In 1926, Agatha’s world was shattered when her mother passed away. Agatha fell into a deep depression, sequestering herself at her childhood home as she sorted through the remains of her mother’s life. After months at Ashfield with only infrequent visits from her husband, Archie dealt her another blow by asking for a divorce; it seems he’d fallen in love with another woman. Agatha refused to believe her marriage was over and begged Archie for a reprieve. The divorce was temporarily postponed, but Archie made no effort to reconcile with his wife.  

Then one December evening, Agatha Christie walked out of her home and disappeared, leaving a baffling set of evidence that left police scratching their heads. Despite a national search, no one laid eyes on her again for eleven days. Incredibly, she was discovered at the Swan Hydropathic Hotel, a seaside resort in Harrogate, checked in under the surname of Archie’s mistress. Agatha claimed to have lost her memory, and for the rest of her life offered no explanation for what happened. Her autobiography makes no mention at all of the incident.

The mystery surrounding her disappearance has piqued the imagination of fans and artists for nearly a century. Multiple filmmakers, novelists, and playwrights have offered possible explanations, but the only thing we’ll ever really know about Agatha Christie’s disappearance is that she came back a changed woman.

Post-disappearance Agatha threw herself into her work, now fully embracing writing as a full-time career. She began traveling solo, uncommon for women at the time. In 1928, her first journey on the Orient Express led her to Bagdad, where she befriended renowned archeologist Sir Charles Leonard Wooley and his wife Katherine. She was encouraged to visit them again in 1930, which proved to be life-changing. On that trip she met Max Mallowan, an archeologist 13 years her junior, and the two were instantly drawn to each other. Though it took some convincing, Agatha got over her fear of heartbreak and agreed to marry him.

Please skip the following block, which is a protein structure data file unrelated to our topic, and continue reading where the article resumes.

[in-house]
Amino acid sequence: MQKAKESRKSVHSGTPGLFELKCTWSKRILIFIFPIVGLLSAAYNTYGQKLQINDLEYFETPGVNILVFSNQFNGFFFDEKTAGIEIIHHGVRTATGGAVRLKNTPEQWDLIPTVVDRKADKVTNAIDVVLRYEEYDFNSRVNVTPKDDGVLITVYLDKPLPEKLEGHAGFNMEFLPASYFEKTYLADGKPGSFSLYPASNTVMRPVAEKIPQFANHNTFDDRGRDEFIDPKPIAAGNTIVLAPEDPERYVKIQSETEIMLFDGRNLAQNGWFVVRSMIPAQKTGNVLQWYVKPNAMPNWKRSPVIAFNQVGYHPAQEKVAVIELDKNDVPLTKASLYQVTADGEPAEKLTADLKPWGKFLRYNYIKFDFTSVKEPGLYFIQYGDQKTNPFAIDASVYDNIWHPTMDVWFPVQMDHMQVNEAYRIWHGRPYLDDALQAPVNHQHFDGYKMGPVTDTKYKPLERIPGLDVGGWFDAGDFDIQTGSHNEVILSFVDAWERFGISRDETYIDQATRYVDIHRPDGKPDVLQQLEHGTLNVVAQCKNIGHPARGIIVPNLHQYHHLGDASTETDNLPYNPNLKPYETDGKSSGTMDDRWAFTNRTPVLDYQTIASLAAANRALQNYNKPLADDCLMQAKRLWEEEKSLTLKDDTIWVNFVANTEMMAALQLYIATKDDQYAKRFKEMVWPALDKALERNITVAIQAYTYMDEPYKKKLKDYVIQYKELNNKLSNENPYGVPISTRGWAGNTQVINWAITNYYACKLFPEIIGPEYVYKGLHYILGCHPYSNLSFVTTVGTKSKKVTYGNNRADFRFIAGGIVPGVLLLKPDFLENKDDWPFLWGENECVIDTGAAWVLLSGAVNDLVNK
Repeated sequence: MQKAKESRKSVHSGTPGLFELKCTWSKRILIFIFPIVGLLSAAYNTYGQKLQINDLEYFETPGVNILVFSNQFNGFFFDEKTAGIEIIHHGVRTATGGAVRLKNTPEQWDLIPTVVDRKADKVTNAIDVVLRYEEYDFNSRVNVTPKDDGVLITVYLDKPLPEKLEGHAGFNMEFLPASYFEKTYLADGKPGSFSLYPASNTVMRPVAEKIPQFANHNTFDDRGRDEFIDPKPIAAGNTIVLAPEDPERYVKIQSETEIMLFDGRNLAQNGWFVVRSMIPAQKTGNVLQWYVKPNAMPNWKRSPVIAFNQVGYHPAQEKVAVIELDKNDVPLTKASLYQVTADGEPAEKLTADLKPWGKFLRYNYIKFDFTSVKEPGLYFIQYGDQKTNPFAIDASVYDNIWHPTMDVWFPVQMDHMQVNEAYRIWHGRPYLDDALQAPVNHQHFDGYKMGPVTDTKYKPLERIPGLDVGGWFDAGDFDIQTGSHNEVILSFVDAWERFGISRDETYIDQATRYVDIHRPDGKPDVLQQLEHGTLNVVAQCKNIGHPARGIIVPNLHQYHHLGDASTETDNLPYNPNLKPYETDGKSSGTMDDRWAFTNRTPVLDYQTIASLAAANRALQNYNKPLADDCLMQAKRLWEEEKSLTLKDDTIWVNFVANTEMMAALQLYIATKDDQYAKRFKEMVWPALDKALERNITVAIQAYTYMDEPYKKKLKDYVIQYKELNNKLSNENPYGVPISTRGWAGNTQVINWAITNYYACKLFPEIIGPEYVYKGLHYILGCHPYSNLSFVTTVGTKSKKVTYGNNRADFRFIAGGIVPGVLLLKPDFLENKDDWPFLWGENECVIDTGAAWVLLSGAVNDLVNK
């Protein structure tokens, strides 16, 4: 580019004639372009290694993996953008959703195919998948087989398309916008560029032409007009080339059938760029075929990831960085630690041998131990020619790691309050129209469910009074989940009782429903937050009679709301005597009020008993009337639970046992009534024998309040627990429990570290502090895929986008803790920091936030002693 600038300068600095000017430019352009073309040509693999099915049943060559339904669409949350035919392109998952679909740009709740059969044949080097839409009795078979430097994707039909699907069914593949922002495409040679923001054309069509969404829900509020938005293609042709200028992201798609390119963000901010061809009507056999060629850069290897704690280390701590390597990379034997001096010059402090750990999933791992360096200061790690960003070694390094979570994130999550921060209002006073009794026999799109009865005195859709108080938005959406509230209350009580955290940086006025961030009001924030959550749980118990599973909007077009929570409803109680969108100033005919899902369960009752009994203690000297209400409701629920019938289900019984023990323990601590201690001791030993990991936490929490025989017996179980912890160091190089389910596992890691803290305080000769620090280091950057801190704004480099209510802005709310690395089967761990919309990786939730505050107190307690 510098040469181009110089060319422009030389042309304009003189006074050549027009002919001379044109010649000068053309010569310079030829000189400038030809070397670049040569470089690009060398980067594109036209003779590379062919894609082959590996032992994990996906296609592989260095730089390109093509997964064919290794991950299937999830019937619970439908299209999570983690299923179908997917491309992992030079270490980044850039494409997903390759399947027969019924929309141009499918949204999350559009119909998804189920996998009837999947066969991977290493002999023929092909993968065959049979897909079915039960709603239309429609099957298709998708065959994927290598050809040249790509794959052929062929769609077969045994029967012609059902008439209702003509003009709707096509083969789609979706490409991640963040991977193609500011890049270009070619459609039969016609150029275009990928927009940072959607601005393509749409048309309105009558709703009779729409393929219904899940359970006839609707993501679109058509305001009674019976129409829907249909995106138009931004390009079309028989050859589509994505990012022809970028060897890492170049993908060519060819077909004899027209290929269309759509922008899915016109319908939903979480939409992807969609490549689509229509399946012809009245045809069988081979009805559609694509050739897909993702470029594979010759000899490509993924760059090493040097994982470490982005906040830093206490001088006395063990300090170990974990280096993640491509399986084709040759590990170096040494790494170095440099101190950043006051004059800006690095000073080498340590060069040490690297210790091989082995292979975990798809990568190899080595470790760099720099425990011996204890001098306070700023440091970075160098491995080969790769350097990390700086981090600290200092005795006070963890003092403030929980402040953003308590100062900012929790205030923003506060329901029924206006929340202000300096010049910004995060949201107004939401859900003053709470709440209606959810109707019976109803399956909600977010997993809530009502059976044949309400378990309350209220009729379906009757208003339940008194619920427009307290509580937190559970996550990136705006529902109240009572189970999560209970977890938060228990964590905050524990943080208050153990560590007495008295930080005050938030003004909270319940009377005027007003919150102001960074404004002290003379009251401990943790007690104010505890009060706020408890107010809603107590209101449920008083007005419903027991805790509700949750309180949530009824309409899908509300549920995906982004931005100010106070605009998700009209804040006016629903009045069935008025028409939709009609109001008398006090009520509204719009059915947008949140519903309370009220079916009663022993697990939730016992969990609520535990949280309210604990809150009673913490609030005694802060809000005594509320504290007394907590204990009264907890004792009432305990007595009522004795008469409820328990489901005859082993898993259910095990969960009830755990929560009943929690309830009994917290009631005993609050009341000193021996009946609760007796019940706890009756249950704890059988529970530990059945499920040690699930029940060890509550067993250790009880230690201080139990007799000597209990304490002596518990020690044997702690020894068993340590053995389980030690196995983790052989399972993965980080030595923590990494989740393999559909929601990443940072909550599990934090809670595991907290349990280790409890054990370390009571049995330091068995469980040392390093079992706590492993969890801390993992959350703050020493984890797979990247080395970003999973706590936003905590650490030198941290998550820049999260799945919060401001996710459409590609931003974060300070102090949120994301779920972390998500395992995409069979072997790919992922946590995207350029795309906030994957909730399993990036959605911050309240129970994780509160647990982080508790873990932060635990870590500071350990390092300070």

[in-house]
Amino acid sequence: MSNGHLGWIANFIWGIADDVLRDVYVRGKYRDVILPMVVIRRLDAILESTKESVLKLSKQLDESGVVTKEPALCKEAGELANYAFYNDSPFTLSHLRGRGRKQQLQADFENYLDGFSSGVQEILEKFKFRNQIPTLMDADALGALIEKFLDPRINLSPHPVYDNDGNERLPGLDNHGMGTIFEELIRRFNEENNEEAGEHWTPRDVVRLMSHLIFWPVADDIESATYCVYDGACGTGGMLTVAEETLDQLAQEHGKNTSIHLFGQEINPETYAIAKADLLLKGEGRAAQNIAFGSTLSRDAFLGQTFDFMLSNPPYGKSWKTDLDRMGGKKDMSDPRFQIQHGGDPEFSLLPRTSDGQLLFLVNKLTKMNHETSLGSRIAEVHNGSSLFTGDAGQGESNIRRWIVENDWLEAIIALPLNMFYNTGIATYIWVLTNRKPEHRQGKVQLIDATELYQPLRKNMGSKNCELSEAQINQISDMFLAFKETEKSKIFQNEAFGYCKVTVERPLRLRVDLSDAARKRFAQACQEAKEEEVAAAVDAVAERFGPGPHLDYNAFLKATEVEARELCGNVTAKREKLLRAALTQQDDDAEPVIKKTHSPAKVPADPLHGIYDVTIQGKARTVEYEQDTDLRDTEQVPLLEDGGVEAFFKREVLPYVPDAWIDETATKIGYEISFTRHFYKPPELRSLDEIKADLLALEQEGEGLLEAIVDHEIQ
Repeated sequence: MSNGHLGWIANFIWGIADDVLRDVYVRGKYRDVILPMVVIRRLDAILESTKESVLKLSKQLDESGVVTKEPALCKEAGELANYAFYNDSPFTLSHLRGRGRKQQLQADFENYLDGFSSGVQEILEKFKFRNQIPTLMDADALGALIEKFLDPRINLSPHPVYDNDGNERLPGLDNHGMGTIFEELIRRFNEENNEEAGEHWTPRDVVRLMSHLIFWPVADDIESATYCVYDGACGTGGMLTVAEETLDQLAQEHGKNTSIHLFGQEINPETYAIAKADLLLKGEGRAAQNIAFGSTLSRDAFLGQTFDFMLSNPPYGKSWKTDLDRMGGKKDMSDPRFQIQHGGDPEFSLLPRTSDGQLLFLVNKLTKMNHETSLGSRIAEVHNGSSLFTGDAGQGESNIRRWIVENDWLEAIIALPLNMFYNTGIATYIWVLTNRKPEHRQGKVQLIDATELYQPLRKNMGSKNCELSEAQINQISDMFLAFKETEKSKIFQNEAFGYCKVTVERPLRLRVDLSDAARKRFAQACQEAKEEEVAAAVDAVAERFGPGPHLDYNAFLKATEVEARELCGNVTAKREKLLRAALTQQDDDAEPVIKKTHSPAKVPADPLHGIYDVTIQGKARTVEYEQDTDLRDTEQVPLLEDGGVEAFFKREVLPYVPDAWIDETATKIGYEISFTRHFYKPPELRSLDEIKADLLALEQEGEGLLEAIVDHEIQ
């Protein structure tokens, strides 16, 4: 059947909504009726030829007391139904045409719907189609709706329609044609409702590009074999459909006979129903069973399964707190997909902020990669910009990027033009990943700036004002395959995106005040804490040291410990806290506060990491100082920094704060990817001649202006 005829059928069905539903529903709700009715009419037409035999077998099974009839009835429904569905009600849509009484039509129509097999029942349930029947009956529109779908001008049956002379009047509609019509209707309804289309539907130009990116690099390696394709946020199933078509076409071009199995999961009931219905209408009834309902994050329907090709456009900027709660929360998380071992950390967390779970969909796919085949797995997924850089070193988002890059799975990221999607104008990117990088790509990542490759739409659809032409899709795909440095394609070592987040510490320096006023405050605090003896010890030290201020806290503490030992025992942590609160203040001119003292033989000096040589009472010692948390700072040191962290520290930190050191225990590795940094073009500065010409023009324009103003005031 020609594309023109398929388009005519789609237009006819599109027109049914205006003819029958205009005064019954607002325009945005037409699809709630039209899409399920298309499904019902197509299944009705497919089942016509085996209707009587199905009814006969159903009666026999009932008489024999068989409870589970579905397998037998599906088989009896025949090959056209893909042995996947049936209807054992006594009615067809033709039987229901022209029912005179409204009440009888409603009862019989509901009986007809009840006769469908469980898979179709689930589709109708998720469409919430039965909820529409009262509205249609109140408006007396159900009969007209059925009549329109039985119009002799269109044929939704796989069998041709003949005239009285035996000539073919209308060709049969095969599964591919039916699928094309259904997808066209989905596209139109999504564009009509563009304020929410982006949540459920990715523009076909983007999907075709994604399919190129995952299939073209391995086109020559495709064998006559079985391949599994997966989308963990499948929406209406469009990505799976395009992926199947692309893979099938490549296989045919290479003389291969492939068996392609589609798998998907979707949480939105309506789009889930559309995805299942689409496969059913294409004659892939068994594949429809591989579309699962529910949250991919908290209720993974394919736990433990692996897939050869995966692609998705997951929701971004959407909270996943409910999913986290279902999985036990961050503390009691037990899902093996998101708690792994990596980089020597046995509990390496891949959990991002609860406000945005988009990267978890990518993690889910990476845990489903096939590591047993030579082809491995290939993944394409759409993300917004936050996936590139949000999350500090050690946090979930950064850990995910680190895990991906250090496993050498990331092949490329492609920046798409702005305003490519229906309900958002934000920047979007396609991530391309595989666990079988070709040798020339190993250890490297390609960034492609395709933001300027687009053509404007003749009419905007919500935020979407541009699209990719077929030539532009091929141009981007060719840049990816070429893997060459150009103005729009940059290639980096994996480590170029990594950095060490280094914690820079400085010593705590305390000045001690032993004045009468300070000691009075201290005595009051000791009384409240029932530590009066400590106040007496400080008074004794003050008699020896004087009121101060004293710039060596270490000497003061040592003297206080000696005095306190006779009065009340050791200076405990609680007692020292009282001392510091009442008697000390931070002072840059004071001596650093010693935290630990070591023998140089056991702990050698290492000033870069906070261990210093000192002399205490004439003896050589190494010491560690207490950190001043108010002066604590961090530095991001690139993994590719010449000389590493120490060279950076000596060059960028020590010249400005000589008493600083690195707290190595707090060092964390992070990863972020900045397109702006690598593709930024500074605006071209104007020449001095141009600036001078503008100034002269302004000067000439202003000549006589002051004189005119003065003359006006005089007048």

Agatha Christie found love again. Her literary success grew exponentially. She traveled often, spending months out of every year on archeological digs in the Middle East, herself making great contributions to the field. Under the pen name Mary Westmacott, she found the freedom to branch out from murder mysteries and write more personal stories. In her lifetime, she wrote an incredible 66 detective novels, 14 short story collections, and 6 additional novels under her pseudonym. She also authored several plays, including The Mousetrap, which is far and away the longest-running theatrical production in history. Excepting the pandemic shutdown from March 2020-May 2021, it has been running continuously on London’s West End since 1952. In 1971, she was named a Dame of the British Empire. New television and film adaptations of her work are being made all the time. Even now, Kenneth Branaugh’s A Haunting in Venice is playing in cinemas worldwide, (somewhat loosely) based on Christie’s Hallowe’en Party.

Despite being a household name, Agatha Christie was very private person. She turned down nearly all interview requests during her lifetime. She made public appearances when necessary, but never enjoyed being in the spotlight. Even so, nearly fifty years after her death, millions of devoted fans all over the world feel a kinship to the woman who created some of the greatest puzzles and most enduring characters in English literature.